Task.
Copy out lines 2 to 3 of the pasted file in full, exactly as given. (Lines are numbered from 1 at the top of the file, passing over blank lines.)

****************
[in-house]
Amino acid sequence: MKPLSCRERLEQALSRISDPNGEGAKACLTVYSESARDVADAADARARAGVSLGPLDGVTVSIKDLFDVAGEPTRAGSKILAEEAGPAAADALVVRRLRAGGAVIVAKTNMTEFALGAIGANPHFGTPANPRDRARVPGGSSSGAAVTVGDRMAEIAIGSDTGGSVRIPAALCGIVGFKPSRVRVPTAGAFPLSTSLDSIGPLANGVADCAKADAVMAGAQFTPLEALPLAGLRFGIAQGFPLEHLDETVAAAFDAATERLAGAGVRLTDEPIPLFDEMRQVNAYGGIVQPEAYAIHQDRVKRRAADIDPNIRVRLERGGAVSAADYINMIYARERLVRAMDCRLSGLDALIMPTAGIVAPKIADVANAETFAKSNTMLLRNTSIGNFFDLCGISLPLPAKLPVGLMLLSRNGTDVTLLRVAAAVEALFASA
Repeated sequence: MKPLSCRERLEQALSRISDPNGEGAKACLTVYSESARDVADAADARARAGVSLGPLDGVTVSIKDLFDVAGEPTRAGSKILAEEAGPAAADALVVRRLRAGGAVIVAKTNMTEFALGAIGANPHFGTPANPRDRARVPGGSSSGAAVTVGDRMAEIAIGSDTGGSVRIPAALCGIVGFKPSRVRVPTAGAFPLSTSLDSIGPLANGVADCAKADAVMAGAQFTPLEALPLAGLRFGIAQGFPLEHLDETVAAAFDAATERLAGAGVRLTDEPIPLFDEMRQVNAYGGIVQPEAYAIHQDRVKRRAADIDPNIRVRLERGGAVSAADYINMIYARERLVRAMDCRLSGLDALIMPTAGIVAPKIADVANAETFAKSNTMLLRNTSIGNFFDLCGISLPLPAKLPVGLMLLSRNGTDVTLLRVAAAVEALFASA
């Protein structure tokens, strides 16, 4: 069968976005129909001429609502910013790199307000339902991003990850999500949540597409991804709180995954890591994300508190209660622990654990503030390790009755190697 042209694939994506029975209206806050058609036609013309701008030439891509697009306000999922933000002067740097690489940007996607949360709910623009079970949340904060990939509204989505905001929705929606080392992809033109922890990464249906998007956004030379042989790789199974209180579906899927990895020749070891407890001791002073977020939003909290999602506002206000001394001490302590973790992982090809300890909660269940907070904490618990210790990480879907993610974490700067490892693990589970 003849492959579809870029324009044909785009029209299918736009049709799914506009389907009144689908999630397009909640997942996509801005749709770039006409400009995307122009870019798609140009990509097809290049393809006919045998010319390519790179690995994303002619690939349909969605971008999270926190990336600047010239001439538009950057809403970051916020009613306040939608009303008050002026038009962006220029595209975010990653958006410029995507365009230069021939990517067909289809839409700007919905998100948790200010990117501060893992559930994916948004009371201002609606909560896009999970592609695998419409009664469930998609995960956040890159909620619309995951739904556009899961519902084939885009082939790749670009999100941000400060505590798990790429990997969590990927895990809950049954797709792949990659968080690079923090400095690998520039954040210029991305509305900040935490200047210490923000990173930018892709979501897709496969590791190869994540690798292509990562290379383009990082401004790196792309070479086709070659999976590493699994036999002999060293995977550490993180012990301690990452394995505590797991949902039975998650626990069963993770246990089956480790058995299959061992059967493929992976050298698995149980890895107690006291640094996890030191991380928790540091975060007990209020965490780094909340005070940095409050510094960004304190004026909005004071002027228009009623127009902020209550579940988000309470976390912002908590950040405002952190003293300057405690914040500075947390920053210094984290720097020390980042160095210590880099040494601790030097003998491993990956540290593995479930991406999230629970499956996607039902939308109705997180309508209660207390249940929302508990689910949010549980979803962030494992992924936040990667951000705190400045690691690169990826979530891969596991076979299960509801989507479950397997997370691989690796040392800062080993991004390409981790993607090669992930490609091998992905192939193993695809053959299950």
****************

Amino acid sequence: MKPLSCRERLEQALSRISDPNGEGAKACLTVYSESARDVADAADARARAGVSLGPLDGVTVSIKDLFDVAGEPTRAGSKILAEEAGPAAADALVVRRLRAGGAVIVAKTNMTEFALGAIGANPHFGTPANPRDRARVPGGSSSGAAVTVGDRMAEIAIGSDTGGSVRIPAALCGIVGFKPSRVRVPTAGAFPLSTSLDSIGPLANGVADCAKADAVMAGAQFTPLEALPLAGLRFGIAQGFPLEHLDETVAAAFDAATERLAGAGVRLTDEPIPLFDEMRQVNAYGGIVQPEAYAIHQDRVKRRAADIDPNIRVRLERGGAVSAADYINMIYARERLVRAMDCRLSGLDALIMPTAGIVAPKIADVANAETFAKSNTMLLRNTSIGNFFDLCGISLPLPAKLPVGLMLLSRNGTDVTLLRVAAAVEALFASA
Repeated sequence: MKPLSCRERLEQALSRISDPNGEGAKACLTVYSESARDVADAADARARAGVSLGPLDGVTVSIKDLFDVAGEPTRAGSKILAEEAGPAAADALVVRRLRAGGAVIVAKTNMTEFALGAIGANPHFGTPANPRDRARVPGGSSSGAAVTVGDRMAEIAIGSDTGGSVRIPAALCGIVGFKPSRVRVPTAGAFPLSTSLDSIGPLANGVADCAKADAVMAGAQFTPLEALPLAGLRFGIAQGFPLEHLDETVAAAFDAATERLAGAGVRLTDEPIPLFDEMRQVNAYGGIVQPEAYAIHQDRVKRRAADIDPNIRVRLERGGAVSAADYINMIYARERLVRAMDCRLSGLDALIMPTAGIVAPKIADVANAETFAKSNTMLLRNTSIGNFFDLCGISLPLPAKLPVGLMLLSRNGTDVTLLRVAAAVEALFASA